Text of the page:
Cream Oil-in-water emulsion for cooling and moisturisation.
Fatty cream: water-in-oil emulsion for dry skin.
Ointment Occlusive emollient preparations that may be water-soluble (macrogols); or contain emulsifying agents; or contain oil/fat (water-repellent). Used for dry scaly skin.
Paste Powder added to oil or grease for protection and as emollient. Messy.
Powder Talc, zinc oxide or starch to reduce friction in skin folds.
Lacquer Adherent paint applied to nails.

There are numerous preparations marketed for skin diseases. Many include numerous ingredients of established or questionable value. Some of these are potential contact allergens so it is advisable to confine recommendations to well-known and relatively simple preparations.

Creams and lotions require preservatives because water-containing preparations encourage the growth of contaminating organisms. Unfortunately, preservatives are particularly prone to cause contact allergic dermatitis. If this is suspected, alcohol- or oil-based topical preparations may be more suitable. Common preservatives include:

Site of skin disease

Hair-bearing sites (particularly the scalp) are difficult to treat topically. Medicated shampoos are relatively straightforward to use but are in contact with the skin for only a few minutes then rinsed out so may not provide adequate therapeutic effect. Active ingredients include keratolytics such as salicylic acid, antimicrobials such as chlorhexidine and ketoconazole and anti-inflammatory agents such as tar. Clear alcohol or propylene glycol-based solutions and milky lotions are used to deliver leave-on topical steroids and calcipotriol. Thicker creams containing tar in various water-soluble bases are applied for one to eight hours, then washed out. Although effective, they are unpopular because of the mess and inconvenience.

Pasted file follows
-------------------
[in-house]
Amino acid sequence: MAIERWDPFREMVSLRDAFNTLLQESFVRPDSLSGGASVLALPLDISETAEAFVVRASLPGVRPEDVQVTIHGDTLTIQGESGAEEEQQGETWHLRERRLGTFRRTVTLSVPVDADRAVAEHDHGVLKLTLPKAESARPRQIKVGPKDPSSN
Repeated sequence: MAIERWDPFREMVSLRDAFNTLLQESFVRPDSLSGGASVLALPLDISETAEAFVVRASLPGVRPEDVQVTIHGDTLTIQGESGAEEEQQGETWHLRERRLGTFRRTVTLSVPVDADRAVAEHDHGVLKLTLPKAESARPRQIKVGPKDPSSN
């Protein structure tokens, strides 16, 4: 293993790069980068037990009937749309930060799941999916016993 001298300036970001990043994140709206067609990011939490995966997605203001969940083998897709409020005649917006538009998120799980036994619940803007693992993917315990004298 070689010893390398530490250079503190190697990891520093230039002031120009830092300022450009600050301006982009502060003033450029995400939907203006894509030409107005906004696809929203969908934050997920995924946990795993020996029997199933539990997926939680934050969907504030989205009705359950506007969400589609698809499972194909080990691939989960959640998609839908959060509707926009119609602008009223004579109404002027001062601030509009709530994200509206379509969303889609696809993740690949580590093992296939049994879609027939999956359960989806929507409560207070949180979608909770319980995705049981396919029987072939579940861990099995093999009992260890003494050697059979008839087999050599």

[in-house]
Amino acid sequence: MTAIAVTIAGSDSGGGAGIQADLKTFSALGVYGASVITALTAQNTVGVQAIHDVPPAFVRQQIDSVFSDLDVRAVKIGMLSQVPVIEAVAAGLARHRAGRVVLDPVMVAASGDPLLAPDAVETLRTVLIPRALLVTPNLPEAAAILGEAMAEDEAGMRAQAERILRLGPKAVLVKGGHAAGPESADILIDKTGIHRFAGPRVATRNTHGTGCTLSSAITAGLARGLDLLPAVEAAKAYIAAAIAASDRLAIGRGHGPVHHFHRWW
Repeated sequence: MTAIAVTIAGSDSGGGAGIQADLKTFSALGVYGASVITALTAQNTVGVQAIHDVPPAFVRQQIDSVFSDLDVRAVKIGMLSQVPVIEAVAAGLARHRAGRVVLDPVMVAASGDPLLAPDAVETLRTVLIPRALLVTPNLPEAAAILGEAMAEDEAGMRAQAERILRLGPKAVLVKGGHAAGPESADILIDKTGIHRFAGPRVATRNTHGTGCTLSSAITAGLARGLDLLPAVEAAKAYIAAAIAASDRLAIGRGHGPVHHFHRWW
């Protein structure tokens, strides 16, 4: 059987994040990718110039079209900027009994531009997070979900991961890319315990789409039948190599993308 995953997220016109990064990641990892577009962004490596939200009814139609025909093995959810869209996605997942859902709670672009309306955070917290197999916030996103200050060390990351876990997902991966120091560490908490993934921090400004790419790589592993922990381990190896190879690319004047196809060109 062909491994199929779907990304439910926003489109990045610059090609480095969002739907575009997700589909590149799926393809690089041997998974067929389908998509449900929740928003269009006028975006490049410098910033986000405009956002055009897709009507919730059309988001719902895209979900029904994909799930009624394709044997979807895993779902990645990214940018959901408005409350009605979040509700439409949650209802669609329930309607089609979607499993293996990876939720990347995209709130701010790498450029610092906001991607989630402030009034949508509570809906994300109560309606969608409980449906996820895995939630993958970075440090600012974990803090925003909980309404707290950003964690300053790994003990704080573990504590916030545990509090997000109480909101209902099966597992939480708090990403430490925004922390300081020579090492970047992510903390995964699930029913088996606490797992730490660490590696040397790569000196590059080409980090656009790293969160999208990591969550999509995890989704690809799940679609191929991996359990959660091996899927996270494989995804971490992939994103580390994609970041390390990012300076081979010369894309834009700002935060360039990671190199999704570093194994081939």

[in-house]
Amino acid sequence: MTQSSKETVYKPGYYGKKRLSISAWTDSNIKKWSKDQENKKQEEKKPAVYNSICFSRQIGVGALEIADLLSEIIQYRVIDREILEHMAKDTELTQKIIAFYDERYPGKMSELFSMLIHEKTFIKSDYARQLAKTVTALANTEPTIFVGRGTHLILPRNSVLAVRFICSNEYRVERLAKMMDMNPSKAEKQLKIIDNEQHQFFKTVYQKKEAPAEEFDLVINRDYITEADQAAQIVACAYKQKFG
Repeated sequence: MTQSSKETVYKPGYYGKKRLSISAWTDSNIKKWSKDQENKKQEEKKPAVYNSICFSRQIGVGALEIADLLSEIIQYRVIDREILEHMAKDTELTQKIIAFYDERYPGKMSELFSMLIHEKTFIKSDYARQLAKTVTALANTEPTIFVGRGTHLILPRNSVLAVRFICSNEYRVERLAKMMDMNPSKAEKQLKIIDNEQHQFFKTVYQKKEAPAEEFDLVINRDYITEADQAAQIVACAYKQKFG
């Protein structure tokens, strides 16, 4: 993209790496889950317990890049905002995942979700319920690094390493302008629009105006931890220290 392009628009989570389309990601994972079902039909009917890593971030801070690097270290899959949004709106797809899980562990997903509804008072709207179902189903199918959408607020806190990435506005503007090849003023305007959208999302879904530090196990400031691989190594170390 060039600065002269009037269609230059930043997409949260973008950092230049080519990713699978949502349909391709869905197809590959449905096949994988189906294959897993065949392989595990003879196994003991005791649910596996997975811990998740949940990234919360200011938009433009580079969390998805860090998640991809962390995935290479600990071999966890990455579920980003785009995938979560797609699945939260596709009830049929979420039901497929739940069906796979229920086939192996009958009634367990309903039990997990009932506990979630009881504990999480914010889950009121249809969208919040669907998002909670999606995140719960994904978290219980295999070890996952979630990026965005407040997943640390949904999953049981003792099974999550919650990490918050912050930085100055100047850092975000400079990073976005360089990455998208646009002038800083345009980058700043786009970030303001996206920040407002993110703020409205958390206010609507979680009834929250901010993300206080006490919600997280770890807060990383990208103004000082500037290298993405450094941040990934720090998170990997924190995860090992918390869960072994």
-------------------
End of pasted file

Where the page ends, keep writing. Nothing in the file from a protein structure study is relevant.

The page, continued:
Facial skin may be oily, especially in adolescence, in which case thick creams and ointments are undesirable and may provoke acne. Select 'non-comedogenic' products, ie. tested to ensure they are non-occlusive and do not cause comedones (blackheads and whiteheads). Older sun damaged skin tends to be dry, aggravated by solutions and gels. Many people have 'combination skin' ie an oily 'T' zone (forehead, nose, chin) and dry cheeks. Others are considered to have 'sensitive' skin, and complain of stinging, burning and redness provoked by numerous cosmetics, sunscreens and topical treatments. Facial creams are particularly liable to provoke a rash known as perioral dermatitis if applied to the nasolabial fold or chin. Skin is thin on the face, particularly eyelids. Long term use of topical steroids results in dermal atrophy so select low potency topical steroids for this site, used for short courses. Steroids may also aggravate telangiectasia.